One indication of the value of a REIT in the eyes of the investing public is at what ratio to dividend is the company traded. The higher the ratio, the more valued is the company in the eyes of investors. We on the board were presented with the reality that office REITs, in general, traded at approximately a 50% premium to flex/industrial REITs.
Our senior management had grown up in Washington, as had most of the trustees. Some senior managers had hands on experience in the leasing and management of office properties in the area. Prices for office space in the downtown area were then less per square foot than in many of the other top 10 office markets in the United States. What could go wrong as we transitioned from being focused on flex/industrial properties to becoming primarily an office property REIT?
Let me count the ways!
JOBLESS RECOVERY FROM RECESSION. Unless jobs increase, investors correctly believe that demand for office will not increase…and it didn’t.
FUNDS. Offshore capital found its way to Washington, DC, as the area was perceived as a safe haven versus the disruption in their respective nations. Office prices went up, resulting in lower yields than anticipated on what we purchased (versus what we had projected in our forecast).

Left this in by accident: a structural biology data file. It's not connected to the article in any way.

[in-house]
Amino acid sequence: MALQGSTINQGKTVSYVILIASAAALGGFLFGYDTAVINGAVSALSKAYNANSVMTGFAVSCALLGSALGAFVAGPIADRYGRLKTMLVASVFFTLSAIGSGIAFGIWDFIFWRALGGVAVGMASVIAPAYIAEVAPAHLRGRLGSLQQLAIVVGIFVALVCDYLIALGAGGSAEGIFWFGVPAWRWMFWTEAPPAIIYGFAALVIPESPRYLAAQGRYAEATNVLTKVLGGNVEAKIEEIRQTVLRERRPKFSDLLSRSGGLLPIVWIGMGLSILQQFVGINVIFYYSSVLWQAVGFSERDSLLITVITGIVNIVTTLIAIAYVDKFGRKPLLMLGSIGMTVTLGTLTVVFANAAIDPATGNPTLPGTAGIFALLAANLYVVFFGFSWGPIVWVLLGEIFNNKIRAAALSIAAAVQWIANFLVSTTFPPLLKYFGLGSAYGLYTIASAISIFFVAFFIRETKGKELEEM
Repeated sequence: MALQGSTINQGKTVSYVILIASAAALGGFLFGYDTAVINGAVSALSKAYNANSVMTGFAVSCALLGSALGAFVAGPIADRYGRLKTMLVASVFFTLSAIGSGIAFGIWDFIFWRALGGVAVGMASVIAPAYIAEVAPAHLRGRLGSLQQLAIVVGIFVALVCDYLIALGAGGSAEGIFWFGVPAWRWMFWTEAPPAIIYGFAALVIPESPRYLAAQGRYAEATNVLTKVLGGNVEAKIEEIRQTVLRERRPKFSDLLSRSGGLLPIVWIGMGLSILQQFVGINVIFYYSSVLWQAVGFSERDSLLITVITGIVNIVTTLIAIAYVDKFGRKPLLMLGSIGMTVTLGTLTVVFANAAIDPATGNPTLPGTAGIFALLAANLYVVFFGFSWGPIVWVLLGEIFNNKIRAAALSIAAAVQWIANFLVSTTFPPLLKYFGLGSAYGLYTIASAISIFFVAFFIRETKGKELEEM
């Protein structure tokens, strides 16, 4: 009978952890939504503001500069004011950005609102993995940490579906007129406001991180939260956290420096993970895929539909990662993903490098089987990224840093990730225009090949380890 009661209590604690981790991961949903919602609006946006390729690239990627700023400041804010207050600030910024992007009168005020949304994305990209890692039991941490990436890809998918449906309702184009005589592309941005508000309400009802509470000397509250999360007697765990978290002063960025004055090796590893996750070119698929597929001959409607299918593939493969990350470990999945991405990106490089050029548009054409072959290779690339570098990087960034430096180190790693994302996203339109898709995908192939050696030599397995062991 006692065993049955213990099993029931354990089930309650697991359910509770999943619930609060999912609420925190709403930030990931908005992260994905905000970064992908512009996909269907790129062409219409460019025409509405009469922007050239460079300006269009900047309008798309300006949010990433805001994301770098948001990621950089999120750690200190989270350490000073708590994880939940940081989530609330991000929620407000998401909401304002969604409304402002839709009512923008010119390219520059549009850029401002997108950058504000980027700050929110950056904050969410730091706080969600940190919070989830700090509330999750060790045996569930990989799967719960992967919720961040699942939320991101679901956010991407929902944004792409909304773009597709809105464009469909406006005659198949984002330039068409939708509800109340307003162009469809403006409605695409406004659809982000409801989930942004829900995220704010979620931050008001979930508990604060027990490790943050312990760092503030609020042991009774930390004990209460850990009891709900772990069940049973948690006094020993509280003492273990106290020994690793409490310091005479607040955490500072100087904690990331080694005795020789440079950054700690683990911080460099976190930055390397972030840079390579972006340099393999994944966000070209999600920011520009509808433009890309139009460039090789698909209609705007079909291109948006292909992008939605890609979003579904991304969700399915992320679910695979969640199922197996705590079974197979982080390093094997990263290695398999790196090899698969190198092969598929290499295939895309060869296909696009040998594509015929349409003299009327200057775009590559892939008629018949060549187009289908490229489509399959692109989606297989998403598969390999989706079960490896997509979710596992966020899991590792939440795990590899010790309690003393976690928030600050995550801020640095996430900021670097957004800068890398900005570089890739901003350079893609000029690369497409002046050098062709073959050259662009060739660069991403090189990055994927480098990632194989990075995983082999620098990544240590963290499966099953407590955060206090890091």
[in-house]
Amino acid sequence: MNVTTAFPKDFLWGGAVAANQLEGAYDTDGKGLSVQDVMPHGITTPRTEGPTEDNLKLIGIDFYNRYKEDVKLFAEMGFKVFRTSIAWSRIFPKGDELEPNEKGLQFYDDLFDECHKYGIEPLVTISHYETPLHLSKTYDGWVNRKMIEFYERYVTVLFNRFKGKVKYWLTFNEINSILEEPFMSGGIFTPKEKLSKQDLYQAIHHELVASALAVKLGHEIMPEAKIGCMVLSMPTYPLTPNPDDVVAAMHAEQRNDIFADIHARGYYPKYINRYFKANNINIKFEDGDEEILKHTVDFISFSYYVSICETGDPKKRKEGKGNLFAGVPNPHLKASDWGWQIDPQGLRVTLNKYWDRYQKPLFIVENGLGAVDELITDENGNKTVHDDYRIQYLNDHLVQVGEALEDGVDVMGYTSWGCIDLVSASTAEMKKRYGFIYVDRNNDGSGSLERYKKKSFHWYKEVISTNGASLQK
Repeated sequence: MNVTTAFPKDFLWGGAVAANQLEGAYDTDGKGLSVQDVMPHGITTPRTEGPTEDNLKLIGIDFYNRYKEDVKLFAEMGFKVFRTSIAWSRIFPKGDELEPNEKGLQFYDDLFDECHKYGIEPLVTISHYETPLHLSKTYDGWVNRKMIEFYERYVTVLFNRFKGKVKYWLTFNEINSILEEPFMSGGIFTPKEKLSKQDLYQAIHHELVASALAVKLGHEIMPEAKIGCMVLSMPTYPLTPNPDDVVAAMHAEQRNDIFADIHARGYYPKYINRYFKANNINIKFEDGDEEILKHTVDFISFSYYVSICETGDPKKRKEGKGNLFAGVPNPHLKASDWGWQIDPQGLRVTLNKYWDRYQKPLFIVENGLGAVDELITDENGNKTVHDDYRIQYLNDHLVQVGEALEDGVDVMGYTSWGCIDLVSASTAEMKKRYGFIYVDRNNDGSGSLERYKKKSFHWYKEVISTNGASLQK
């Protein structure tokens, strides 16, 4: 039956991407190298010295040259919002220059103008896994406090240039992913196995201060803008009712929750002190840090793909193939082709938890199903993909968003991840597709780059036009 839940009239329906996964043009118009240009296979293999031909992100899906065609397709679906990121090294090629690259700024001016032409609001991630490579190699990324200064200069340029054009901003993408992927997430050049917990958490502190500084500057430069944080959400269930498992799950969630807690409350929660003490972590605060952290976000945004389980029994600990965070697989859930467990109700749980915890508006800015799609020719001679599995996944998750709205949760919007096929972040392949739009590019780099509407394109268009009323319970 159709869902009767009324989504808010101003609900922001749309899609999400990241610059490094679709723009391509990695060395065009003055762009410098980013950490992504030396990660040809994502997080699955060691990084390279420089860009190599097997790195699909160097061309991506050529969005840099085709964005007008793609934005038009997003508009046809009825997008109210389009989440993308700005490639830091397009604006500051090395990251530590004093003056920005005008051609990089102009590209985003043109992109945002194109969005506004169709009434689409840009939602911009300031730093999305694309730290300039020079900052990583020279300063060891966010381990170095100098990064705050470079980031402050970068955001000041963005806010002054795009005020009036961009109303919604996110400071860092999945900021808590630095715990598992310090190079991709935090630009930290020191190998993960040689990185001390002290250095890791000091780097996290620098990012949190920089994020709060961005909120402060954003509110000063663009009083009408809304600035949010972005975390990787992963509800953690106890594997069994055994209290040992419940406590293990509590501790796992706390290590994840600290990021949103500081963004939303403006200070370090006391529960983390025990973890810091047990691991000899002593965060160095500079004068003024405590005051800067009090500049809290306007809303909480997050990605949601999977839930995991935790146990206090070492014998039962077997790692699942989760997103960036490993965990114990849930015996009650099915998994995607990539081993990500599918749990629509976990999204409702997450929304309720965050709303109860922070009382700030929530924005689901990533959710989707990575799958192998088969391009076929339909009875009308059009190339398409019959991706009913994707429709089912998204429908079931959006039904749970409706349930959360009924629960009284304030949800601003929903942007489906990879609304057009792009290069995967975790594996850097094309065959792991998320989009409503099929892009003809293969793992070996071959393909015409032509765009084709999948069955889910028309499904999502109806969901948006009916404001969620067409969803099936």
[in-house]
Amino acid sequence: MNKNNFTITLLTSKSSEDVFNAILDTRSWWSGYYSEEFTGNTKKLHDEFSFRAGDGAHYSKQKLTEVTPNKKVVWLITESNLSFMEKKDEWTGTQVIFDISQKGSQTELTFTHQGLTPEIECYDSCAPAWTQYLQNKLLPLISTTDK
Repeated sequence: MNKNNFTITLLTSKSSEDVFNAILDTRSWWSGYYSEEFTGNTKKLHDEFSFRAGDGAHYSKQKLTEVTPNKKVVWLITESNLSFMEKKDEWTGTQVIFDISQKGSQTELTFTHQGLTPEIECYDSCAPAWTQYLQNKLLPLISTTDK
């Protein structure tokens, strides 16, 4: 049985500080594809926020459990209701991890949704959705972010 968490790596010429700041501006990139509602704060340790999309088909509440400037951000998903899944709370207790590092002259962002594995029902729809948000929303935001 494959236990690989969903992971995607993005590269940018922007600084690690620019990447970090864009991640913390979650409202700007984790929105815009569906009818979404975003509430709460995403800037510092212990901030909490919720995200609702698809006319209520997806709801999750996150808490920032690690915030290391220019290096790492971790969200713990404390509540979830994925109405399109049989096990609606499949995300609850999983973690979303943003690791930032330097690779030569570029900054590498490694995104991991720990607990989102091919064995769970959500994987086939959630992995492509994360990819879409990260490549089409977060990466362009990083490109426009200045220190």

SEQUESTRATION. Investors moved away from all REITs focused on Washington, during a time with the federal government could not complete a budget and automatic spending cuts were triggered.
INDUSTRY EXPECTATION. Most investment real estate is acquired with maximum debt to enhance yield (when the cost of debt is lower than the yield of the property unleveraged). REITs had generally been leveraged around 50% prior to the “Great Recession”. Analysts’ post-recession recession gave a premium to those REITs with leverage much lower (ideally at 30%). With less cheap debt to apply to leverage cash flow, the current net return percentage on properties dropped.
TEAM TALENT. The founders of FPO were ready, willing and able for the transition to office properties. A few of the newer senior managers, and some of existing lower level staff, struggled to adjust to their new duties in office leasing, management, accounting and capital improvements. With no longer being the dominant owner in the region (as FPO was in flex/industrial), our ability to demand price concessions from vendors and to negotiate with tenants was hindered (as we became an owner of downtown office buildings).
BOTTOM LINE. Good ideas are not always the best ideas. Sometimes a great strategy, even with good tactics, can fail due to unexpected changes in the economy, community, financial markets and team members. FPO had a good idea – increase value for investors by moving from flex/industrial into office assets. The investment bankers encouraged the move. Initial results were positive. But a series of unfortunate changes in the world in which we operated had a huge negative impact on the opportunity for success.